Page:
As a piece of theatre, The Visitors is like Twelve Angry Men meets Waiting for Godot. Walter’s questions chip away at the men’s instincts to repel the visitors. Meanwhile, their ruminations delay decisive action. Action which we, the audience, with our 2020 hindsight, know won’t change anything, for all the while the boats get closer. While we wait, stories gradually emerge from each tribal representative, stories of past contact with the Europeans. Some encounters are harmless, some brutal, all of them defining moments for each individual. Through them, Harrison builds a complex web of personal and moral considerations.

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The Visitors is a masterful study in suspense. It’s also a beautiful ensemble piece with the seven distinctive characters bouncing off each other in a carefully choreographed chorus of voices. The conversation does sometimes stumble, but there is a touching gap between ceremony and brotherhood, dignity and vulnerability. We get to know Walter (Leroy Parsons), the thinker, Jacob (John Blair), the joker and Lawrence (Kerri Simpson), the youngster with the worrying fever, as real people. And we grieve with warlike Gordon, a towering Damion Hunter, who bears the emotional brunt of the invasion and delivers the powerful final lines to a complicit audience.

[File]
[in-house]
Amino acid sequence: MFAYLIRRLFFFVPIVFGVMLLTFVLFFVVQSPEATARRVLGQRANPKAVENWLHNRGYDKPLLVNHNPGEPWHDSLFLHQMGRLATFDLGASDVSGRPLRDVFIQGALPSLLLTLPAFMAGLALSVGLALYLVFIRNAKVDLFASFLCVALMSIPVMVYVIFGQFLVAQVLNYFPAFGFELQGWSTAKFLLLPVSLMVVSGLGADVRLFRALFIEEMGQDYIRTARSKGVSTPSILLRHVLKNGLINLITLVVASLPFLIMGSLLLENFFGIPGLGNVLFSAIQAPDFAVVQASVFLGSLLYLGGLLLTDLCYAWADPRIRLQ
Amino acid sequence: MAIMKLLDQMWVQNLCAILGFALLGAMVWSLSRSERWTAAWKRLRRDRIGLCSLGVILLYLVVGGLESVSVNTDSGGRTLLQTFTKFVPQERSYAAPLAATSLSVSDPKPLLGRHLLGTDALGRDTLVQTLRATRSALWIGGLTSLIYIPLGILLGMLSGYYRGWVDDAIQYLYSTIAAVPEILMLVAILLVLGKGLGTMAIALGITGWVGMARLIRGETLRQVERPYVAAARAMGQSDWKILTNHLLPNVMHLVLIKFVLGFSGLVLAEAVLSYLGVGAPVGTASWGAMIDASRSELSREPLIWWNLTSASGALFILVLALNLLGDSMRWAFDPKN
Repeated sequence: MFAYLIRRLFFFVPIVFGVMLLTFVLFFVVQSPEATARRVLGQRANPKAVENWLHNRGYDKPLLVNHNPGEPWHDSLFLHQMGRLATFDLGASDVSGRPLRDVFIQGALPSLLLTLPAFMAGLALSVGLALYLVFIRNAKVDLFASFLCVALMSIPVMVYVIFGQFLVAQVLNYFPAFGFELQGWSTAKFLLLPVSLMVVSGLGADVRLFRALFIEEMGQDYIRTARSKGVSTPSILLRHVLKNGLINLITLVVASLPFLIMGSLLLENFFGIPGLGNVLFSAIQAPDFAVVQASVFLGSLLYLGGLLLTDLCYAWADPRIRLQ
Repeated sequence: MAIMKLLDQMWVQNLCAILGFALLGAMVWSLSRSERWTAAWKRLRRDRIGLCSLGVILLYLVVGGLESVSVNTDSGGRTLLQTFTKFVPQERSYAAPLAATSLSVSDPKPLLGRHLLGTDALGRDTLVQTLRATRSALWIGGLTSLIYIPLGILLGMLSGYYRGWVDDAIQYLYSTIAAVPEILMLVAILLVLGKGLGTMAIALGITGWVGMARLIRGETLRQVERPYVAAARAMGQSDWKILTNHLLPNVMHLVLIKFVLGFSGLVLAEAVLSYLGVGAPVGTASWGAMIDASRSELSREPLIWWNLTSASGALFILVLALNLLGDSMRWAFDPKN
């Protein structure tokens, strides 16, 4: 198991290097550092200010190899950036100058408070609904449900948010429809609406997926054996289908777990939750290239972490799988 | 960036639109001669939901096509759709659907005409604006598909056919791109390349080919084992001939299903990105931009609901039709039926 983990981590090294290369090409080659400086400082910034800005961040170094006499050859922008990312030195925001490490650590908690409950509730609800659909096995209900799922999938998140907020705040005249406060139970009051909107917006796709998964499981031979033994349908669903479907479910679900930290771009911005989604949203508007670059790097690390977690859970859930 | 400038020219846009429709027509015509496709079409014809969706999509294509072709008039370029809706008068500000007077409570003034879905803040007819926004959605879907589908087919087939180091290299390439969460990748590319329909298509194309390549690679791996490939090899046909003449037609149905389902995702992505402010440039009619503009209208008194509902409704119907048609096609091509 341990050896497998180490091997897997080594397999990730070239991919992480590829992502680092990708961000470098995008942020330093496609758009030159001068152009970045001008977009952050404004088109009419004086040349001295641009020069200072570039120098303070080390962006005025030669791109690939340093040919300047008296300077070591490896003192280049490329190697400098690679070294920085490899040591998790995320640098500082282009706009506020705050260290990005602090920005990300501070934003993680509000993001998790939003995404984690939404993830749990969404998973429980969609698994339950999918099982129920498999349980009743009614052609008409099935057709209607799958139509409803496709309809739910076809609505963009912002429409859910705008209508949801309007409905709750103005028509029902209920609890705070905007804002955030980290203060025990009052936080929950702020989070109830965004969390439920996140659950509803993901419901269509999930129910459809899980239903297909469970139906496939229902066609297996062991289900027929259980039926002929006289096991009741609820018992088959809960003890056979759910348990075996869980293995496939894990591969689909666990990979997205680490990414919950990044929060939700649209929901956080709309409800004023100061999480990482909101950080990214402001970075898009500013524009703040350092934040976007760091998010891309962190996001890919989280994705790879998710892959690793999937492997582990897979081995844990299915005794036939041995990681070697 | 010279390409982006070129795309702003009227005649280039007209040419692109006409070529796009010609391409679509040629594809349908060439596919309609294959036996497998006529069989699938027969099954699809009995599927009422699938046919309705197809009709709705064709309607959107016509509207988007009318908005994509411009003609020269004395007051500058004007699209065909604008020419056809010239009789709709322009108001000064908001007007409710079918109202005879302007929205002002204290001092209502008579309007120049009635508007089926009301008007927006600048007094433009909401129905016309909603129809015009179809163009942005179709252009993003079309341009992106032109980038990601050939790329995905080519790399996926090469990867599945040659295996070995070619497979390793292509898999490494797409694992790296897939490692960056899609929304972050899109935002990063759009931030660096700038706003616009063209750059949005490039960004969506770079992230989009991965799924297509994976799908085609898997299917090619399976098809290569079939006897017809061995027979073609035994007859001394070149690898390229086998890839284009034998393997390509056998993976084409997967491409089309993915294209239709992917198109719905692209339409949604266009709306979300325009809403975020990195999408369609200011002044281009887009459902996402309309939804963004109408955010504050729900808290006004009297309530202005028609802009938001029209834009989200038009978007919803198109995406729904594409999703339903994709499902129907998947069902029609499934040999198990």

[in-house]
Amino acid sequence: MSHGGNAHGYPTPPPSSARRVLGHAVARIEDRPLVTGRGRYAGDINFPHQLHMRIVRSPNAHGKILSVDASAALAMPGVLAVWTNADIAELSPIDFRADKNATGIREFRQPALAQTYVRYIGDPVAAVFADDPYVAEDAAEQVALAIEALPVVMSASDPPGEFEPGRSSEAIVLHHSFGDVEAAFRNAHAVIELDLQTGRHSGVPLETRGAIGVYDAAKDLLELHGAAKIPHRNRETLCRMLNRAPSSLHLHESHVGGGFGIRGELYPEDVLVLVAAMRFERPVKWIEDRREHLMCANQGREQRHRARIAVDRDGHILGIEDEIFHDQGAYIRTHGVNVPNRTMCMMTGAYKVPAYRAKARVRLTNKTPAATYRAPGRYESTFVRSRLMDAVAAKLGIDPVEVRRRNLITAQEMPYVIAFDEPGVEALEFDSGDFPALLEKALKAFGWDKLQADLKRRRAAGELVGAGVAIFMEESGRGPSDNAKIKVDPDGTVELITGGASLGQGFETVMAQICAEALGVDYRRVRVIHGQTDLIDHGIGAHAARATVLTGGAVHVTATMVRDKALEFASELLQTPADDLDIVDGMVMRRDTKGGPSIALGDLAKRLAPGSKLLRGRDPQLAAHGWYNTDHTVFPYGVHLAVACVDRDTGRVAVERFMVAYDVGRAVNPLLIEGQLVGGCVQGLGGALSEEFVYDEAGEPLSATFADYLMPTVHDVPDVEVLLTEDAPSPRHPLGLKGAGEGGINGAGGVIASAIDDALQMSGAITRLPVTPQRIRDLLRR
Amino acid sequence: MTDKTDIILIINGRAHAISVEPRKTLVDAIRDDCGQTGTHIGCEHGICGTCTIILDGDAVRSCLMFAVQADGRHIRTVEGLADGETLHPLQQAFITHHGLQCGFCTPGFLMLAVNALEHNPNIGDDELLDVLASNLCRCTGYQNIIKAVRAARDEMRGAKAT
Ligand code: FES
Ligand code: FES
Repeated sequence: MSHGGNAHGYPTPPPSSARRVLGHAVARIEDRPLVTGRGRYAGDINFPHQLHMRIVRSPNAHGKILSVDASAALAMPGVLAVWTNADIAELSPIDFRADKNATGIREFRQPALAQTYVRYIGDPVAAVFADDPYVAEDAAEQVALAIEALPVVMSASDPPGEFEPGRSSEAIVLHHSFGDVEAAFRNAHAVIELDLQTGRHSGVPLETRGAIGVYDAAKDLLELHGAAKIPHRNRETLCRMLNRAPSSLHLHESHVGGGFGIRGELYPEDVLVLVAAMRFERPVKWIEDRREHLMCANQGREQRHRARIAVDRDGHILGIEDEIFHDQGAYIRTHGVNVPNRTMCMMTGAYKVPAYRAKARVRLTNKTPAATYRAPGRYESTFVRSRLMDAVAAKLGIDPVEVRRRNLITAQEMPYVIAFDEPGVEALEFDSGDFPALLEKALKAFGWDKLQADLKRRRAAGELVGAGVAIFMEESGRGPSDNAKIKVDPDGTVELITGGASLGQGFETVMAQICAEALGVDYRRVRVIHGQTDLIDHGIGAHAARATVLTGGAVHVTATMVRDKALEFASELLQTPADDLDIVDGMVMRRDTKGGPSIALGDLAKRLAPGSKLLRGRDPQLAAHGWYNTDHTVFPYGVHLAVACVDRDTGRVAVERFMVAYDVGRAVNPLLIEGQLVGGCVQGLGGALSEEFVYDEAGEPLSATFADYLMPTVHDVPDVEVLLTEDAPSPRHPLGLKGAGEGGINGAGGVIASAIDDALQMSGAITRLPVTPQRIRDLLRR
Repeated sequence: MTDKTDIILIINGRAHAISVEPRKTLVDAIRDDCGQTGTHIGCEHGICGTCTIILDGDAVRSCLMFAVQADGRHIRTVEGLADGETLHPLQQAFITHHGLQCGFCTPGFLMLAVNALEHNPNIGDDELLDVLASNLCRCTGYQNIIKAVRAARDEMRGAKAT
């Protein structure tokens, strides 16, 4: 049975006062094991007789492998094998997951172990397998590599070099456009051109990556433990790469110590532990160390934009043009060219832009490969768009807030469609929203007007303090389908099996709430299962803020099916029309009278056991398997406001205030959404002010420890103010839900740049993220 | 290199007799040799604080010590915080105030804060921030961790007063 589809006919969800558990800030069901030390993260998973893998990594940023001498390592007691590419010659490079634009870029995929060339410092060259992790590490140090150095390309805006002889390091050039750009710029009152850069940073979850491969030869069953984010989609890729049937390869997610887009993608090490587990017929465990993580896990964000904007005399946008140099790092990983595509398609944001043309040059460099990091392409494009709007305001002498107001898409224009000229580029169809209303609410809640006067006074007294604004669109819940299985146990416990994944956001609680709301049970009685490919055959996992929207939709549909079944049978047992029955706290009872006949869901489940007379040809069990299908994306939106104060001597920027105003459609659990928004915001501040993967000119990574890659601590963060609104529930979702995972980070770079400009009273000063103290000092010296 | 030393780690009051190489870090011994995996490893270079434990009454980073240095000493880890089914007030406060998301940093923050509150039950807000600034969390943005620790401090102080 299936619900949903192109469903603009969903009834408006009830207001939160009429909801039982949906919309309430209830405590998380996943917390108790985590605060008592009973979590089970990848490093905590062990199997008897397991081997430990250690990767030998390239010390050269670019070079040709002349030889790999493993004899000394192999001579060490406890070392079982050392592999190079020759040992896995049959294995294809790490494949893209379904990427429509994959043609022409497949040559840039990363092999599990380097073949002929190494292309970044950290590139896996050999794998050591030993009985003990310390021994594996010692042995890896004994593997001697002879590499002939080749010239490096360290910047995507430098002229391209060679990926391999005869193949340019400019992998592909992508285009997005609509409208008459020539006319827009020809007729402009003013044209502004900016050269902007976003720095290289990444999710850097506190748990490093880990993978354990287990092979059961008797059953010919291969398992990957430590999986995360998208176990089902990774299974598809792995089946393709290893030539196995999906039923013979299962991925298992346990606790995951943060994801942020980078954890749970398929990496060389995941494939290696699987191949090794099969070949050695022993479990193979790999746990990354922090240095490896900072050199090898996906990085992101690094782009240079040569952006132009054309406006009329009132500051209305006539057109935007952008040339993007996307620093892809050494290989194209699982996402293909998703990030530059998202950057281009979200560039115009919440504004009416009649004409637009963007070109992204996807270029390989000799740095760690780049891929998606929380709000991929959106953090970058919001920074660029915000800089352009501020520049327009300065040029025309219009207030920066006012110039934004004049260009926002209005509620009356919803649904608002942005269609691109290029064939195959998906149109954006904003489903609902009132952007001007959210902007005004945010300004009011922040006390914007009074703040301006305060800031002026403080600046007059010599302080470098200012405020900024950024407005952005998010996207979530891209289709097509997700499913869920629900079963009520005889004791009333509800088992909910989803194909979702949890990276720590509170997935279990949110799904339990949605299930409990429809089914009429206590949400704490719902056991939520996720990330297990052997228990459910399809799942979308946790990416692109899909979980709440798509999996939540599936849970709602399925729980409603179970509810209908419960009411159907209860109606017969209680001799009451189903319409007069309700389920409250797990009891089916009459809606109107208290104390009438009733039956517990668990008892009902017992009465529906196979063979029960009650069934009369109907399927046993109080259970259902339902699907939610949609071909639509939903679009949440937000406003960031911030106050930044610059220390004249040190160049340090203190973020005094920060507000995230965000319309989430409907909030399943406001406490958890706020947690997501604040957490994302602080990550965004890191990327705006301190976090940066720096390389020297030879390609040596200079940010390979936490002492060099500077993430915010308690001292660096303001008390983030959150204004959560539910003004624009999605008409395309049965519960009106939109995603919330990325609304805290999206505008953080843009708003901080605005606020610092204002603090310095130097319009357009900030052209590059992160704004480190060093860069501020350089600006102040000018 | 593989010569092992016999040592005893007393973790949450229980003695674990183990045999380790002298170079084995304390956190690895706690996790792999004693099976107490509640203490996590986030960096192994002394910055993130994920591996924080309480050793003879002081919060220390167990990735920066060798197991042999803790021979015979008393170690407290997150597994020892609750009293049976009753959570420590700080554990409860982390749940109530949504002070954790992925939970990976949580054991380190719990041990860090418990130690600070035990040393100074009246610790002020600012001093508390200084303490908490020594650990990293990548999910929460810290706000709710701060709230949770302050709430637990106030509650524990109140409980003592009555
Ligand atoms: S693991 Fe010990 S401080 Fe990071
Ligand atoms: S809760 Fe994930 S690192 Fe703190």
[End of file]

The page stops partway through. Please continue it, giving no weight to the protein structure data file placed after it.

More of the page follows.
I do not doubt that The Visitors will take its place alongside Stolen as a touchstone of Australian theatre, and as an essential part of the continuing struggle to make sense of colonisation and multigenerational trauma.

The Visitors runs in Sydney until January 26.



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